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The Pine Tree Totters

It came to pass before long that the Indians wished to dispose of some of the land granted to them on Grand River. The United Empire Loyalists and others, lured by the prospect of cheap land, kept crossing into Canada from the United States; accessions to the population of the Great Lakes region had come by immigration from the British Isles, and the country was making forward strides. Straggling settlers and speculators were often anxious to purchase land in the richer districts when they could get it at a low price. It happened, however, that after the redskins had sold and leased bits of their territory to such persons, the provincial government began to interfere. The land, it said, belonged to the Indians only so long as they remained upon it. They could not, therefore, sell any of it, as they had no direct ownership of the soil.

This decision shed a new light upon the proprietary rights of the Six Nations in Canada and the Indians were sorely perplexed. All along they thought that they held their lands like other settlers who had proved their loyalty. Brant vigorously took up their case, made several able speeches on their behalf, and freely corresponded with the authorities of the province regarding the matter. In 1793 Governor Simcoe issued a new proclamation respecting the grant, but this did not end the dispute. The province still claimed the right of pre-emption with respect to the whole of their reserve. Later on the matter was carried to England, and the British government tended to favor the Indians' claims. But nothing was done, owing to contentions among the redskins themselves. It was only, indeed, after Brant's death that the affair was finally settled. The sale of large tracts of Indian land was then authorized, and the money received was safely invested for the benefit of the Mohawks and others of the Six Nations in Canada. In connection with this difficult question Brant had intended making a trip to England, but was forced to abandon the idea.

During the latter part of his life Brant visited different parts of America and twice journeyed as far as the Atlantic seaboard. On these occasions he had the opportunity of talking over old campaigns with officers who had fought against him in the war, and he delighted his listeners with stirring stories of his experiences in the field. On one occasion, when in Philadelphia, he was entertained in sumptuous fashion by Colonel Aaron Burr. A dinner party was held in his honor, and among the guests were Talleyrand and Volney. Early in the evening the War Chief was rather taciturn, and the other guests were somewhat disappointed. But this was only a passing mood, from which Brant soon freed himself. Launching into the conversation, he was soon the centre of attraction.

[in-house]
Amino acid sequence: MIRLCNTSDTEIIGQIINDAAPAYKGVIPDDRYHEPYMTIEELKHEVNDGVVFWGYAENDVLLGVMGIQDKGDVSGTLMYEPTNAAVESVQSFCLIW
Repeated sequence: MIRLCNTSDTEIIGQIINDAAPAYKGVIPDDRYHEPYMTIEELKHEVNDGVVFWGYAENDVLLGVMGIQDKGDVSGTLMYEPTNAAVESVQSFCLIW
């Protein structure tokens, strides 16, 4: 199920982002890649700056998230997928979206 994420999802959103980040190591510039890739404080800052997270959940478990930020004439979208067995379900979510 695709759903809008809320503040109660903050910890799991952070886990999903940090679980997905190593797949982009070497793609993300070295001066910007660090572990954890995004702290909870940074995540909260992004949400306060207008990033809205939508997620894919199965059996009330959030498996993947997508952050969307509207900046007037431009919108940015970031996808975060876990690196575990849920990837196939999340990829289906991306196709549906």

Though Captain Brant was able to pass his later years in comparative ease, his life was marred by the occurrence of two untoward events. His eldest son, Isaac, was a reprobate over whom the father exercised little influence. Isaac had been guilty of acts of violence and had begun to threaten Joseph Brant himself. He was jealous of the numerous children of Catherine Brant and took occasion to offer her various insults. In 1795 both father and son were at Burlington Heights, at a time when the Indians were receiving supplies from the provincial government. Isaac, crazed with liquor, tried to assault his father in one of the lower rooms of an inn, but he was held in check by several of his youthful companions.

Captain Brant drew a dirk which he usually carried with him, and in the excitement of the moment inflicted a slight wound on Isaac's hand. The cut was not serious, but Isaac would not allow it to be properly treated, and subsequently died from an attack of brain fever. The War Chief was sorely grieved at the result of his hasty action, and fretted about it until the end of his days. He is said to have hung the dirk up in his room and to have often wept as he gazed upon it. The other source of trouble to Brant was the revolt against his rule of a small minority among the tribes. This movement was led by Brant's old adversary, Red Jacket, and another chief, the Farmer's Brother. A council was held by the dissenters at Buffalo Creek in 1803, and Joseph Brant was formally deposed as head of the confederacy of the Six Nations. But as this meeting had not been legally convoked, its decisions were of no validity among the Nations. The following year, at another council, legitimately assembled, the tribesmen openly declared their confidence in the War Chief's rule.